Words mean things. For example, the word “training” does not mean the same thing as the word “education.” In the same way, the word “practice” does not mean the same thing as “training”, and neither one is the same as “testing.”
Education, training, practice, and testing are all needed for robust physical skills development. But none of these words means the same thing as any other.
The word “training”, in particular, has so often been abused by shooters that it has all but lost its actual meaning. This is too bad, as it expresses a really important concept.
What is “training”?
Let’s look at the word’s meaning in other domains:
Driver education happens in a classroom. It is followed by driver training. Driver training happens on the road, with a teacher watching carefully from the passenger seat as you perform the skills you discussed in class.
College education also happens in classrooms. It is often followed by on-the-job training, which is supposed to involve a qualified other showing you the practical realities of doing the job you studied in school. The observer should look at the work you do and give you feedback on how you are performing the skills the job requires you to perform.
Firearms education can happen in a classroom. It can and often does also happen by reading books, watching videos, and studying other material either alone or with others. And of course it often also happens on the range during a class as the instructor provides new information for students to absorb before encouraging them to try a new physical skill.
As with other types of training, firearms training happens when a qualified other watches as you perform a skill, and then provides competent feedback about what you did and how you can improve your performance of that skill. Training in this sense happens only when there is a qualified other who watches you perform the skills and also gives you meaningful feedback about how you can improve your performance of those skills.
In the firearms world, training typically (not always) happens during classes on the range. It typically does not happen in casual shooting sessions with friends, although it can do so if your friends are competent shooters and skilled observers who do in actual fact watch you shoot — not just look at your targets, but actually watch you shoot — and who are also willing to give you useful and meaningful feedback about how you can improve. 1
Is practice, training? Is training, practice?
By definition, training never happens in solo practice sessions. Solo practice is not training, because there’s no one around to observe and give feedback. That’s okay; solo sessions are good and necessary too. But they are not training. They are practice.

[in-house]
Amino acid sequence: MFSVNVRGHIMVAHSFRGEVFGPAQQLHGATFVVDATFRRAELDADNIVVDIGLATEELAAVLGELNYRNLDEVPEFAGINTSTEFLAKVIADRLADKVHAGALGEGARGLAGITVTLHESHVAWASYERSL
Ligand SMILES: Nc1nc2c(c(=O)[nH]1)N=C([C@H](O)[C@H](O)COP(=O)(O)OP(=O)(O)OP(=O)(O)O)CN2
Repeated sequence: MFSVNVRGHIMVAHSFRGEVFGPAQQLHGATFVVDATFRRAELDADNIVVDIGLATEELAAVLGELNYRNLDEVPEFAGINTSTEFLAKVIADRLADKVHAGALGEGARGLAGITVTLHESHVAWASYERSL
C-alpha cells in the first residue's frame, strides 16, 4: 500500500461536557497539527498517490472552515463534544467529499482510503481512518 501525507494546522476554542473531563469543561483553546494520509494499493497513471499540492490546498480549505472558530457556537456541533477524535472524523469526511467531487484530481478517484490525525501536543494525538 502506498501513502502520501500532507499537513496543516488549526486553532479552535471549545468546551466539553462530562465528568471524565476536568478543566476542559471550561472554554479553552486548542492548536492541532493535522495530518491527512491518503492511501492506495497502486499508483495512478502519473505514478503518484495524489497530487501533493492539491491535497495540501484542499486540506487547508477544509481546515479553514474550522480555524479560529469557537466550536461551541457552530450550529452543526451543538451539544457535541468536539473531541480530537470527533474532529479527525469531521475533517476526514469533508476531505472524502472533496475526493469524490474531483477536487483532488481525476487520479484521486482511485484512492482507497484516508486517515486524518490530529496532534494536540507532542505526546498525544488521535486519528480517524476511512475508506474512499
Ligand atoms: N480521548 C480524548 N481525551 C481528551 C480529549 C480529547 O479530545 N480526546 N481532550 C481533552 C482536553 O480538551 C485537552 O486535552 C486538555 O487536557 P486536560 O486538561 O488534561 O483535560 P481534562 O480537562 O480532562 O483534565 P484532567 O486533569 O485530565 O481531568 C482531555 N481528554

Practice is where you take the skills you learned (or refined) during training, and make them your own. This is generally a private thing between a shooter and the target, whether or not friends are with you at the range. This is where you perform the skill so many times that it becomes natural for you to do it the way you learned to do it during your education and training.
Education, training, and practice should be followed by testing. How well have you learned to perform the skills you were taught? Are those skills robust enough to hold up under pressure? Are the techniques you learned sturdy enough to outperform other ways people might try to do the same basic things?
In the firearms world, testing typically happens during a competitive game. Such a competition may be built into a class, such as during a man-on-man shoot off or a timed qualification or even a rolling thunder drill performed as a race between two groups of students. It may be informal, such as when you challenge the person next to you to get a smaller group than your own within a set amount of time, or to knock down a number of steel targets in less time than you can. It may be formal, such as sanctioned USPSA or IDPA competitions run by shooting clubs.
Education, training, practice, and competition are all needed for robust skills development in the defensive shooting world. But they are not the same thing.
- This combination of competence and bravery does not happen often; cherish such people! ↩
This is an article that all trainers (and students) should read. Very important concepts. I will continue following Active Response Training ( who linked this article in his weekend knowledge dump) and now you. I am very honored you shared this information, and look forward to more. Thank you.
Brazos Valley Security